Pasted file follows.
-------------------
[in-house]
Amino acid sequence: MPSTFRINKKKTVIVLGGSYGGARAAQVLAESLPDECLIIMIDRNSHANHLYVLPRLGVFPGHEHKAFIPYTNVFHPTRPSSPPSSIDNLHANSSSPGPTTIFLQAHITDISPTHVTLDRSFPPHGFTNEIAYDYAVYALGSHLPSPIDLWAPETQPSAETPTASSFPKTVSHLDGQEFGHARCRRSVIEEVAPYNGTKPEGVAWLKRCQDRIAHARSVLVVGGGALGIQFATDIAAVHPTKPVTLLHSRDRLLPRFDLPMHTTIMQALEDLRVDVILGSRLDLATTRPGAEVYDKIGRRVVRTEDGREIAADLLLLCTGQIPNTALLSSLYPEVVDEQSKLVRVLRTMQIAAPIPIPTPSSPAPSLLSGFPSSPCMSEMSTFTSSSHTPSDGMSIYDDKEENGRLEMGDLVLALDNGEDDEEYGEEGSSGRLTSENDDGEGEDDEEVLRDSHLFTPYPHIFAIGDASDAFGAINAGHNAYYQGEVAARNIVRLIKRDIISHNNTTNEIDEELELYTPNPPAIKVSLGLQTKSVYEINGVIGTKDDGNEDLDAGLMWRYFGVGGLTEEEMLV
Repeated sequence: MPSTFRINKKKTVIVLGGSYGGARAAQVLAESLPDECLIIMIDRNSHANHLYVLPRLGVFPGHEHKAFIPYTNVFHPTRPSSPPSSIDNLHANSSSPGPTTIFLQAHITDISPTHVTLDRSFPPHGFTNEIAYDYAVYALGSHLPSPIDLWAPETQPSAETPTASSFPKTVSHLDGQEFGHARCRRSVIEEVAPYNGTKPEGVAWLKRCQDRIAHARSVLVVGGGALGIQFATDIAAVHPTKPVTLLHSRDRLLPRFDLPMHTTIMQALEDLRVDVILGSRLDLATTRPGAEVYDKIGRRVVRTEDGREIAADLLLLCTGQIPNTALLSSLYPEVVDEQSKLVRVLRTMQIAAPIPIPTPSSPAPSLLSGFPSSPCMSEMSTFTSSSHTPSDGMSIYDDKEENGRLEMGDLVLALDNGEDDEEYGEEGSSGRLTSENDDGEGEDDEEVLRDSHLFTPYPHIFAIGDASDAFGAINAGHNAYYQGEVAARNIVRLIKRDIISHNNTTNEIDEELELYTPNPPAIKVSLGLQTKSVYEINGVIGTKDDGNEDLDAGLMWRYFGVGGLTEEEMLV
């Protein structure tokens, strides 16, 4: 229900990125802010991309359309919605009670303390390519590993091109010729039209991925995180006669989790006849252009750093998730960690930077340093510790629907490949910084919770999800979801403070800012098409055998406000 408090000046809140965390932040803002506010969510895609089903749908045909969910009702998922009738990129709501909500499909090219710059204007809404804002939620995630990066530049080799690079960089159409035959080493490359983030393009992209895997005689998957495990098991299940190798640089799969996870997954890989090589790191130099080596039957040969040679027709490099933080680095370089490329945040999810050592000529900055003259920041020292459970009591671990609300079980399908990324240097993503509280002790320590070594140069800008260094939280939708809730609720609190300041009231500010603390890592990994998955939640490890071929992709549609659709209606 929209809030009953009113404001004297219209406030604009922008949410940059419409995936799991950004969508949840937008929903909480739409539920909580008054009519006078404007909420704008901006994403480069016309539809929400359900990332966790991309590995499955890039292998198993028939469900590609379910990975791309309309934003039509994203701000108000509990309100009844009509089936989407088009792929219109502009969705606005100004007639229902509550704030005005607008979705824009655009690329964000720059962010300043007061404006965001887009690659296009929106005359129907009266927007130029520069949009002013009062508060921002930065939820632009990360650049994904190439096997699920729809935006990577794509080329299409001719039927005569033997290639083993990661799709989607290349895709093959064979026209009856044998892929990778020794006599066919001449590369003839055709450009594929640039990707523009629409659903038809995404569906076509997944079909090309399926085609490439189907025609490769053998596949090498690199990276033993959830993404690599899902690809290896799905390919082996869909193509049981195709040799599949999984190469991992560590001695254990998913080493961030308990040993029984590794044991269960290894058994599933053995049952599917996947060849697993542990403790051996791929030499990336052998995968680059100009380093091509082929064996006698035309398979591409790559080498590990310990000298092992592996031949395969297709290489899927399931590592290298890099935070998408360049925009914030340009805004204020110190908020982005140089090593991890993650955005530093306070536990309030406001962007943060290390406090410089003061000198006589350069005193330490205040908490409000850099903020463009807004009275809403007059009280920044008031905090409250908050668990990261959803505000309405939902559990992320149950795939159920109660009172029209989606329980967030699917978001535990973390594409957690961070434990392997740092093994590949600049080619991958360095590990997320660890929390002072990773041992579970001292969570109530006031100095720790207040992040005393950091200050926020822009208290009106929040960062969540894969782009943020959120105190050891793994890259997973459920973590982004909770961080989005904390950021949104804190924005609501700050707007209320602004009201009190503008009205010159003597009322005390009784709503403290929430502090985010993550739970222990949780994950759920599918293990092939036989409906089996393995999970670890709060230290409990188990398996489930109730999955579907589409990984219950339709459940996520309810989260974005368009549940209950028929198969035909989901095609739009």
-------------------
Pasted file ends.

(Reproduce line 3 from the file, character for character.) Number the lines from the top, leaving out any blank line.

Repeated sequence: MPSTFRINKKKTVIVLGGSYGGARAAQVLAESLPDECLIIMIDRNSHANHLYVLPRLGVFPGHEHKAFIPYTNVFHPTRPSSPPSSIDNLHANSSSPGPTTIFLQAHITDISPTHVTLDRSFPPHGFTNEIAYDYAVYALGSHLPSPIDLWAPETQPSAETPTASSFPKTVSHLDGQEFGHARCRRSVIEEVAPYNGTKPEGVAWLKRCQDRIAHARSVLVVGGGALGIQFATDIAAVHPTKPVTLLHSRDRLLPRFDLPMHTTIMQALEDLRVDVILGSRLDLATTRPGAEVYDKIGRRVVRTEDGREIAADLLLLCTGQIPNTALLSSLYPEVVDEQSKLVRVLRTMQIAAPIPIPTPSSPAPSLLSGFPSSPCMSEMSTFTSSSHTPSDGMSIYDDKEENGRLEMGDLVLALDNGEDDEEYGEEGSSGRLTSENDDGEGEDDEEVLRDSHLFTPYPHIFAIGDASDAFGAINAGHNAYYQGEVAARNIVRLIKRDIISHNNTTNEIDEELELYTPNPPAIKVSLGLQTKSVYEINGVIGTKDDGNEDLDAGLMWRYFGVGGLTEEEMLV